It was a three-page, handwritten letter that did it for Tim Herron. Not a playing career that spans two decades or four PGA Tour titles or one of the most endearing nicknames in the game.
For Manuel Villegas, brother of Tour star Camilo, it was a simple phone call that landed him one of the toughest tickets in sports. Whatever the tonic, one of the most unscientific and exhausting aspects of golf, at least for tournaments directors, almost always boils down to a personal touch.
“John Daly called me in October and said, ‘I’m available for whatever you need me to do,’” Puerto Rico Open tournament director Sidney Wolf said.
It’s little surprise that JD was granted a sponsor exemption into the Puerto Rico event. He’s a “name” player that puts butts in bleachers and has no problem showing a little appreciation, and this year more than any tournament directors want to feel it.
The art of doling out exemptions has always been an inexact science. As a general rule, former champions at a particular event get a close look – Todd Hamilton’s invite this week at the Honda Classic would qualify – and down-on-their-luck former major champions are low-hanging fruit. Call it the John Daly exemption.
“It’s so hard this year because there are so many names that don’t have priority,” said Ken Kennerly, the executive director of the Honda Classic and a long-time player manager on Tour. “Some of my own clients that don’t have exemptions didn’t get in. It’s tough.”
In many ways sponsor exemptions are occupational hazards for tournament directors, even more so than a bear economy or a tee sheet that is bear of the names Tiger or Phil, because it’s never easy to shoehorn the list of players who deserve an exemption into the narrow confines of the half-dozen available exemptions.
That truth is compounded this year because of all the established players without full status, including headliners David Duval, Rocco Mediate, Chris DiMarco and Hamilton.
For this year’s Puerto Rico Open, which will be played opposite next week’s WGC-CA Championship, Wolf said he received over 40 letters, e-mails or phone calls looking for a spot in his field. That’s more than double what he normally gets.
“We never got anything like that before,” Wolf said. “Next year the most creative request will get an exemption. We’ll have a contest.”
In many ways the art of landing a sponsor exemption has already become a contest.
One player produced a 5-minute video for a spot in the Quail Hollow Championship a few years ago explaining how he would take the time to teach the other competitors the proper way to be southern, like how to wear a camouflaged hat or eat BBQ, while others offer to hold clinics and entertain sponsors.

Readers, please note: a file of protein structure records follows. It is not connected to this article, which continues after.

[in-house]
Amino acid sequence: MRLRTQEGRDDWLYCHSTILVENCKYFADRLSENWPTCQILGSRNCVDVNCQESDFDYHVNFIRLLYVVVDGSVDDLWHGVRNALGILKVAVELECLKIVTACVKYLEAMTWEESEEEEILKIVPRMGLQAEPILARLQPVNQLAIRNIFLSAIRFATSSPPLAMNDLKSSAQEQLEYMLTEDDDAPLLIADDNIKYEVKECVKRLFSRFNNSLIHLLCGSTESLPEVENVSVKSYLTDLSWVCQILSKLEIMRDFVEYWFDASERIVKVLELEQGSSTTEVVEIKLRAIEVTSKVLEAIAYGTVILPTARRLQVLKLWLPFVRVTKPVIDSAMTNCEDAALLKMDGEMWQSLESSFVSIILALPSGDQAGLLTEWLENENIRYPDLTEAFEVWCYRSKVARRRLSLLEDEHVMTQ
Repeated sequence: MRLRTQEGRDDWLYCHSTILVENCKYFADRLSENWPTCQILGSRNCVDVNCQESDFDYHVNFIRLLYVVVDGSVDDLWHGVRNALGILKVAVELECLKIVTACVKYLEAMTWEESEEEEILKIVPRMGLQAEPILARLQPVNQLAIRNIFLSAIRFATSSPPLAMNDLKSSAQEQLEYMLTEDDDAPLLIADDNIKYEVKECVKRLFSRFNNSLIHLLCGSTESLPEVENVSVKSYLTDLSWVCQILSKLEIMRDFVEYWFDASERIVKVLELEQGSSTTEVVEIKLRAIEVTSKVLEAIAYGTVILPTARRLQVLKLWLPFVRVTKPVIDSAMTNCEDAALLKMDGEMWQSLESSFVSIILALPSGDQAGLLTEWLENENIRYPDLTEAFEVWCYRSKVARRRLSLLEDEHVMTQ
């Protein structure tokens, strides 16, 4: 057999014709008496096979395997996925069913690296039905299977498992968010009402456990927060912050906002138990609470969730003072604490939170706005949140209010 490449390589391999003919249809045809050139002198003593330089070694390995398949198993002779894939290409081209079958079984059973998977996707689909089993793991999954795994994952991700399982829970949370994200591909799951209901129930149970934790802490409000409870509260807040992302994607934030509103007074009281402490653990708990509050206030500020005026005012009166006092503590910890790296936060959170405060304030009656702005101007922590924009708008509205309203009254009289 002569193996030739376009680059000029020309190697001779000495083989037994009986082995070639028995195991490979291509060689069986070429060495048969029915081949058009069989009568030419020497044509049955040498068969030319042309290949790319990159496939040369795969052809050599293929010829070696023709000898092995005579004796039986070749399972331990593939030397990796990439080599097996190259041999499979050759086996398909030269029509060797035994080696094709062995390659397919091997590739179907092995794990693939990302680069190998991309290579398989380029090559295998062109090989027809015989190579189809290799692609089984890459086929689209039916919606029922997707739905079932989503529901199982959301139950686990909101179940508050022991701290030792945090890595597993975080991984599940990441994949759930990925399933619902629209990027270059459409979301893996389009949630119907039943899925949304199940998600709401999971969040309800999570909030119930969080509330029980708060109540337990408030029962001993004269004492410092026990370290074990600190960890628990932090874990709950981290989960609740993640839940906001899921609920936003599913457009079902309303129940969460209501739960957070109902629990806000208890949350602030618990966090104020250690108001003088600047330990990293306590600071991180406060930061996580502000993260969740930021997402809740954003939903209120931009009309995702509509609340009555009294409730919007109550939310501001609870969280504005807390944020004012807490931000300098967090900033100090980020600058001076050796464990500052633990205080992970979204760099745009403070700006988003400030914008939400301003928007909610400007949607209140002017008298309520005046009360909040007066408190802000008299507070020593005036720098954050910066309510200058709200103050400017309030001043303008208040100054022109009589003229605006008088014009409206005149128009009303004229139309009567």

Kennerly, uniquely positioned to see the issue from both sides, said he has stressed to his clients for years the need to engage tournament directors. “I spoke to the Q-School and Nationwide (Tour) class, and said, ‘Guys, just take the time to reach out to these tournaments.’”
It’s a lesson, however, that some young players are having a hard time learning. Wolf recalls a player who sent a form letter asking for an exemption last year and he called the player’s manager and told him his man needed to do better.
“The player called me, which was great. But then this year I get another form letter from the kid,” Wolf sighs.
Gerald Goodman, the tournament director for the Transitions Championship which will be played later this month near Tampa, Fla., said he received over 100 requests this year, and points out that the exemptions he’s already given out – Duval, Mediate, DiMarco and Daly – all sent hand-written letters and followed up with a phone call.
Of course, personal communication goes both ways. For every one exemption a tournament doles out a tournament director has to tell a dozen or so other players that they’re out. Never an easy “Dr. John” moment.
“It’s extremely hard to call a player and tell them there is no spot for them,” Goodman said. “I try to go down the method of why we made the decision. I face the music. I man up and I think they appreciate that. They just want to be talked to.”
Every job has a “cringe moment,” and sponsor exemptions are a tournament directors cold chill, so much so one director once mused, “I’d give up all my exemptions for one right of refusal. Him? Oh no, he can’t play here.”
No such luck, but maybe if he wrote a hand-written letter to commissioner Tim Finchem the Tour would consider it.